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Revisiting Top Trends: Is Execution the New Innovation? (Thinks Out Loud)

Execution is the new innovation: Woman celebrating successful product launch

OK, Big Thinkers, Covid has finally hit your favorite little podcast, which has put us a bit behind schedule. Of course, that makes a good time to revisit the archives for trends that continue to be important to your business. And, though this episode of Thinks Out Loud is from more than a few years back, its basic point—that execution is the new innovation—remains critical to your success this year… and beyond.

Why is execution so important for your business? What is the connection between execution and innovation? And how can these set you up for success in the longer term? This episode of Thinks Out Loud has you covered.

Want to learn more? Here are the show notes for you:

Revisiting Top Trends: Is Execution the New Innovation? (Thinks Out Loud) – Headlines and Show Notes

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Past Insights from Tim Peter Thinks

You might also want to check out these slides I had the pleasure of presenting recently about the key trends shaping marketing in the next year. Here are the slides for your reference:

Technical Details for Thinks Out Loud

Recorded using a Heil PR-40 Dynamic Studio Recording Mic and a Focusrite Scarlett 4i4 (3rd Gen) USB Audio Interface into Logic Pro X for the Mac.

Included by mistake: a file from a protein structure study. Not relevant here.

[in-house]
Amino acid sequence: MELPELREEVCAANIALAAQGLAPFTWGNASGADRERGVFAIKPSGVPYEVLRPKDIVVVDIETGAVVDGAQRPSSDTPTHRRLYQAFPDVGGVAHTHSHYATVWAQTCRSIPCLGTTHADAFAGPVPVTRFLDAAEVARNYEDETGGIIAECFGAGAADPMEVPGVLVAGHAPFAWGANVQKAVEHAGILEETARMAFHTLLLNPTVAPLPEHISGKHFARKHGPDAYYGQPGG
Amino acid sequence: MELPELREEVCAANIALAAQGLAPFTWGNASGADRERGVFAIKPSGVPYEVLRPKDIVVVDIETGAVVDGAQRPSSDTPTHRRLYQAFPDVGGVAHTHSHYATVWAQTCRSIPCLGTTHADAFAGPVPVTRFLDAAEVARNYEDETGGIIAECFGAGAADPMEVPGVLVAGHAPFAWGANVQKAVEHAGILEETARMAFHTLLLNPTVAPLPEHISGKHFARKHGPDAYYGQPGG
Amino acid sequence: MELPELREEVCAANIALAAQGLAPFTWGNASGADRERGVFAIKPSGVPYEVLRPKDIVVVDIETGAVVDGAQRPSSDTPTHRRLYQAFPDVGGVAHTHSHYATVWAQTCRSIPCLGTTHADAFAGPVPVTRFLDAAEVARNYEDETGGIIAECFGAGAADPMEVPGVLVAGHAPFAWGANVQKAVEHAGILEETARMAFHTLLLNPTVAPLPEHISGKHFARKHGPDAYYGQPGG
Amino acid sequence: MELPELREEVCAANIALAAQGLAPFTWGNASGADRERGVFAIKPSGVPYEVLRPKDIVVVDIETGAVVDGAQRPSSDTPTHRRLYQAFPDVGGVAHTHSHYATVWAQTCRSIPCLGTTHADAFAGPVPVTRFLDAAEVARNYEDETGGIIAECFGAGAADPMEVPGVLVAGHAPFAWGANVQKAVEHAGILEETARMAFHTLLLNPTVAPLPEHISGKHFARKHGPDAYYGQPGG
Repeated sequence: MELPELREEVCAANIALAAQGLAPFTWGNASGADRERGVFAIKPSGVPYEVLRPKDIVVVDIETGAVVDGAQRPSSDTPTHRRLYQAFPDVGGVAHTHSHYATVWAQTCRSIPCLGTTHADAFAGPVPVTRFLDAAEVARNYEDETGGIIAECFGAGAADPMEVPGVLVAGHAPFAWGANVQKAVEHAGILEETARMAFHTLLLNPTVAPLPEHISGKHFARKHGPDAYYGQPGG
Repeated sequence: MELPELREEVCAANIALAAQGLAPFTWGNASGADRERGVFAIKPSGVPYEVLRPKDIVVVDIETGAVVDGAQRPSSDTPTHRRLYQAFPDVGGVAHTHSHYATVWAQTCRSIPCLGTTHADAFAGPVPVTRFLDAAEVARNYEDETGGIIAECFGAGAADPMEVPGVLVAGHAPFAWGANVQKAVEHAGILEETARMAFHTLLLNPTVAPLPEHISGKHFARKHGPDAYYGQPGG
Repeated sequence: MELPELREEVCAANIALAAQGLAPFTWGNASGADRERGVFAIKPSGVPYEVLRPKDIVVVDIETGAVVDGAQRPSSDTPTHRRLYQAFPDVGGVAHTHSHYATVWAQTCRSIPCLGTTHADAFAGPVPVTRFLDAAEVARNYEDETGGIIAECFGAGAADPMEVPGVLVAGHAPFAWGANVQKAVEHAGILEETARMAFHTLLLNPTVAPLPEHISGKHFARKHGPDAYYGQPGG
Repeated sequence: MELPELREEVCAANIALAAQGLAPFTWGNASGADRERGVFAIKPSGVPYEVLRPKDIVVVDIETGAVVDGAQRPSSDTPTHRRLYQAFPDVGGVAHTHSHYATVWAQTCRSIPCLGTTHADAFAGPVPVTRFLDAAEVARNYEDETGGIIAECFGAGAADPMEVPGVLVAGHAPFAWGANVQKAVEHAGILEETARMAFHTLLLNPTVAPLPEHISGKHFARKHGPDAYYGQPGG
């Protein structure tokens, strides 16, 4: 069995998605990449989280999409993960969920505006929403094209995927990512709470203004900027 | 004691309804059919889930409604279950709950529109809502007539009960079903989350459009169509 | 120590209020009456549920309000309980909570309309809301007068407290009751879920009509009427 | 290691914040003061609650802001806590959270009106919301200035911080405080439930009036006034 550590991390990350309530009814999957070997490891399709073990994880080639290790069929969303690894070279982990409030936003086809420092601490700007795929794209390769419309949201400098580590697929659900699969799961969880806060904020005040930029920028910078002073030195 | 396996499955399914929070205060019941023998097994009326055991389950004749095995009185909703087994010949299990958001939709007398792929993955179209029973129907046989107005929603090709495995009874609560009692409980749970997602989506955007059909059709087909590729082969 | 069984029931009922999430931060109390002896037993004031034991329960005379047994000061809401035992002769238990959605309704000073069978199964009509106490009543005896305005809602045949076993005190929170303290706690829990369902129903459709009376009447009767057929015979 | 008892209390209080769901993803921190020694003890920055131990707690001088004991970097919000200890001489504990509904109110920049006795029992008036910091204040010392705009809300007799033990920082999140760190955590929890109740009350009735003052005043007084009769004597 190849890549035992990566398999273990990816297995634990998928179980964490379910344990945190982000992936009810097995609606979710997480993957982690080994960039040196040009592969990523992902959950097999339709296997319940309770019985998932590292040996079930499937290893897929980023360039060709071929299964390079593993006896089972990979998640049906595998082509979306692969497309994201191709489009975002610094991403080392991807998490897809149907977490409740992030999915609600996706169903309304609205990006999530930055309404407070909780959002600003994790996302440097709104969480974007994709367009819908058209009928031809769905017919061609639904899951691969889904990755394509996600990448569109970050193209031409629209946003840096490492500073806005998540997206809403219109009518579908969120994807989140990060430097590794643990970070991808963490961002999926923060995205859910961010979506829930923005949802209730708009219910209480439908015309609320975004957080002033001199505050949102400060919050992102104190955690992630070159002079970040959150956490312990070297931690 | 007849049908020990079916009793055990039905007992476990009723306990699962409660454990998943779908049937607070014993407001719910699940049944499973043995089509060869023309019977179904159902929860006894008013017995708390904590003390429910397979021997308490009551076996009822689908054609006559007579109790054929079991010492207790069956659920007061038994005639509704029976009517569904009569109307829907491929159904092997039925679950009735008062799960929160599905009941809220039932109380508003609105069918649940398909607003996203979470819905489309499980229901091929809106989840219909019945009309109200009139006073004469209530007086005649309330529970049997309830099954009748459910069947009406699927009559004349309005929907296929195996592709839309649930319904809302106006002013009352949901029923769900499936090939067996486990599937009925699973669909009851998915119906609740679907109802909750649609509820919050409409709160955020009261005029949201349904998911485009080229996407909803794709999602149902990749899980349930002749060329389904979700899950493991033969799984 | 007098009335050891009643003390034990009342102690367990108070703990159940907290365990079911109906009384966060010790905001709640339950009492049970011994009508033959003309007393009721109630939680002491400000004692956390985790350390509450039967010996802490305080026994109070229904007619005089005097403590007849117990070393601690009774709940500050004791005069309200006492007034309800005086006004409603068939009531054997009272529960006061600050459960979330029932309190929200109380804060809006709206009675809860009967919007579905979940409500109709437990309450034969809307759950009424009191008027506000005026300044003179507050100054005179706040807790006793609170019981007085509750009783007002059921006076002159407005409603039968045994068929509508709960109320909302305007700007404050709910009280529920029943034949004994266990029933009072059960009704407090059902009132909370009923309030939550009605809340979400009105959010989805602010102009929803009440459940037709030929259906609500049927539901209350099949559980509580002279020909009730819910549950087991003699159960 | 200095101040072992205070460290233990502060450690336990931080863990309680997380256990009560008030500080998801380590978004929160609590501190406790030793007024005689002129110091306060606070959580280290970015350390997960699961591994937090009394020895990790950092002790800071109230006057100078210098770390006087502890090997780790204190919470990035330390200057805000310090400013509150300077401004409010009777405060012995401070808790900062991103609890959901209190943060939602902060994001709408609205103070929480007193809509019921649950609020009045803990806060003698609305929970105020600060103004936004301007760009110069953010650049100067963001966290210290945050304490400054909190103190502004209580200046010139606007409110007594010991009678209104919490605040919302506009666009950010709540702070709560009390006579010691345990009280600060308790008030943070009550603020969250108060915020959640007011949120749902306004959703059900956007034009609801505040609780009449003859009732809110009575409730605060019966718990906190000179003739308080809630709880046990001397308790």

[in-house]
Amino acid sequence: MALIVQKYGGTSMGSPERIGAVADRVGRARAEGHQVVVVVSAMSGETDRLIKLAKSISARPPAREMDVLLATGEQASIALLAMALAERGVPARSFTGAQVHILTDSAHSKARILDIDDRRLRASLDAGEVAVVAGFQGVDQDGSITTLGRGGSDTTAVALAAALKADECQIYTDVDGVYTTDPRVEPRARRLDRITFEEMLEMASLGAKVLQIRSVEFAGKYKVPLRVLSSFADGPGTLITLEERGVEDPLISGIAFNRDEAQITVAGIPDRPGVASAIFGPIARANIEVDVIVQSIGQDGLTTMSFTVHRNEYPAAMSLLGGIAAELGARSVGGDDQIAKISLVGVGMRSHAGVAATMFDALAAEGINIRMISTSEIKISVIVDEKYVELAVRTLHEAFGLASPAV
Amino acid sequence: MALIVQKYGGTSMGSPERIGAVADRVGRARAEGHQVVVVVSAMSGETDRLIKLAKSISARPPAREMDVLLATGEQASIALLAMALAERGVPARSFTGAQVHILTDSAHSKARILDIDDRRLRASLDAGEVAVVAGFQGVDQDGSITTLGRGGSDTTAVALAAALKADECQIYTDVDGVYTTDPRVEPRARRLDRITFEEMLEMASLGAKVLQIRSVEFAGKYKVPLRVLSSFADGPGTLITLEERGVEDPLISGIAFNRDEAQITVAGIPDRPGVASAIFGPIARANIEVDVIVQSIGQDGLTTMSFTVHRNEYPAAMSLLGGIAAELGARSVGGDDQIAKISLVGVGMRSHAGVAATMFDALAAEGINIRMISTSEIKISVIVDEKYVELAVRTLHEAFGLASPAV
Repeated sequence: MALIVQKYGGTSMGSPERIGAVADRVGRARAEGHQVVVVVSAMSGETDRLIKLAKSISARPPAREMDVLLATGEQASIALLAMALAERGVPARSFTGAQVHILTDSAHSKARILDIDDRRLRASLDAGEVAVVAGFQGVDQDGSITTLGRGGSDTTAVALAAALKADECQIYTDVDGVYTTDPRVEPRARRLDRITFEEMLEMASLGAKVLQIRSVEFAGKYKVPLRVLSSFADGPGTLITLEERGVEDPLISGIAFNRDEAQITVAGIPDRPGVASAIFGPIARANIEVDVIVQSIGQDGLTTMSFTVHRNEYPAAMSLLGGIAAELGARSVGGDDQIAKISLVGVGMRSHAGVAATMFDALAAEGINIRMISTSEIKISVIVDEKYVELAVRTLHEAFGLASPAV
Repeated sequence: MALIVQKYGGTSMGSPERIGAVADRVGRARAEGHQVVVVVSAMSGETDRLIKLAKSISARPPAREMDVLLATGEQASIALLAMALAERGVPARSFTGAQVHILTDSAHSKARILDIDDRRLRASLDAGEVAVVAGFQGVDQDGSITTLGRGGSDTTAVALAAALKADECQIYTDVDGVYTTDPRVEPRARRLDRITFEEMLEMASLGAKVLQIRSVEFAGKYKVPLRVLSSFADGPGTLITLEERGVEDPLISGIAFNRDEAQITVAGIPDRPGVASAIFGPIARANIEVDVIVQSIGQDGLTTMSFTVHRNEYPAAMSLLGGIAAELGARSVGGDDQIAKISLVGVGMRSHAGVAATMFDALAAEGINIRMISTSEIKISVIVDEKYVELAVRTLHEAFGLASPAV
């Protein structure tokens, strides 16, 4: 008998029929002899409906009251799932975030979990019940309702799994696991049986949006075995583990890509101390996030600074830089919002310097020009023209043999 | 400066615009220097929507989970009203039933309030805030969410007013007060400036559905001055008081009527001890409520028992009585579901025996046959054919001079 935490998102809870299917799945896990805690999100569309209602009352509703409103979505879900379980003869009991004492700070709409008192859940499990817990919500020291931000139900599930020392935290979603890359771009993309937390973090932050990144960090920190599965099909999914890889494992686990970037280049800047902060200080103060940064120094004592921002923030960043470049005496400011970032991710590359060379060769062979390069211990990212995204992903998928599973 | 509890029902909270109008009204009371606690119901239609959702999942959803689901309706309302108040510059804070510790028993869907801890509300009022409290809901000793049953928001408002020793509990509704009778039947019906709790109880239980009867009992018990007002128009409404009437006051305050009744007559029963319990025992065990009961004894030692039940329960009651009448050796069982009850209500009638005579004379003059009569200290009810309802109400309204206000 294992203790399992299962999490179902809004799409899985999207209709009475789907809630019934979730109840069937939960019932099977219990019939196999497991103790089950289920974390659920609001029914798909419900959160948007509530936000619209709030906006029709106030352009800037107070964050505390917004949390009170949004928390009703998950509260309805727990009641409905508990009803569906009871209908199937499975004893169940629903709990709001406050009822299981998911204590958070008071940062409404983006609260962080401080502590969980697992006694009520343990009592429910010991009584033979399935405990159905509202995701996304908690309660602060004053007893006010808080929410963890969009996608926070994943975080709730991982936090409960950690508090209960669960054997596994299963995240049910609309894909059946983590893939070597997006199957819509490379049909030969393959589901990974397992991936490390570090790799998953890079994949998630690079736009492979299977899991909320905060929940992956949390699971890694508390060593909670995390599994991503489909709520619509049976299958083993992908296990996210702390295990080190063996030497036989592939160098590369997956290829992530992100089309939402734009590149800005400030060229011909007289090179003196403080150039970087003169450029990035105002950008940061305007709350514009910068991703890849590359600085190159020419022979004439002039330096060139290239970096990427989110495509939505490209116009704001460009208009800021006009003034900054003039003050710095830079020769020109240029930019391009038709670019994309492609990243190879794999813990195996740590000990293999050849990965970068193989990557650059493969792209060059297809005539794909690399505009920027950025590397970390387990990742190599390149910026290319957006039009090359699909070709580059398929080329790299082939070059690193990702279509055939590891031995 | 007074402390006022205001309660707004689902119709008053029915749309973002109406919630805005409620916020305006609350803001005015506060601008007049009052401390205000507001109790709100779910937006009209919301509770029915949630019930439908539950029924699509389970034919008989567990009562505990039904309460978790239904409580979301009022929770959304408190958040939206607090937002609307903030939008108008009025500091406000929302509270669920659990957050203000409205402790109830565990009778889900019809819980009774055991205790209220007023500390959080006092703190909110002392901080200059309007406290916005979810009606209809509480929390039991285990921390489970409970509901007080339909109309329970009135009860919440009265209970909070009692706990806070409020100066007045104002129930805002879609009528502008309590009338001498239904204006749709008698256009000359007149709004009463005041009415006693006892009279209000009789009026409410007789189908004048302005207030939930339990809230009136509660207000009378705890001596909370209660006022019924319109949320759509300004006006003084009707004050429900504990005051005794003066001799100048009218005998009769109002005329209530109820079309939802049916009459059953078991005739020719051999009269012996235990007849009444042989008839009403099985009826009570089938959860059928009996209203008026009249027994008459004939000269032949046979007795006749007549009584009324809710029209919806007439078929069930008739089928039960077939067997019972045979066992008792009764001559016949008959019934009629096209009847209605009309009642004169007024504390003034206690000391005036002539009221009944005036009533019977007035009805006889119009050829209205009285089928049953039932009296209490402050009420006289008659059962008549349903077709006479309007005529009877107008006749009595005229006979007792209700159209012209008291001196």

Running time: 15m 04s

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Transcript: Revisiting Top Trends: Is Execution the New Innovation? (Thinks Out Loud)

Well hello again, everybody, and welcome back to Thinks Out Loud*, your source for all the digital marketing expertise your business needs. My name is Tim Peter. This is episode 145 of the big show. And thanks so much for tuning in and listening as ever. I really, really appreciate it. Well, we have a lot to talk about. I realize there are only two weeks left in the year, so this is our second to last episode for 2015. We will do an episode next week on the 23rd, and we will do an episode the week after that on the 30th. So yay. But this is very exciting stuff we’re running out of year rapidly. And as we did last week, we’re gonna talk a little bit about some trends that you might want to think about as you go forward into 2016.

So one that I really, really want to talk about relates to this series of articles that have come out over the last couple weeks, all about the disconnect between the chief marketing officers of many companies and either the chief technology officer or the chief information officer at those same companies. So whoever that the head of technology is media post wrote it up by saying there’s a relationship problem between CMOs and CTOs. There isn’t one meaning a relationship to use the media posts, articles information. They talked about a study from the leapfrog marketing Institute, where they talked to people who are directors or higher in marketing functions and it functions. And over 60% of the respondents said that marketers and it types don’t see eye to eye on incentives and metrics while I’m quoting. Now, while 20% of CMOs believe working on data driven or technology driven programs has improved the CMO CTO alignment.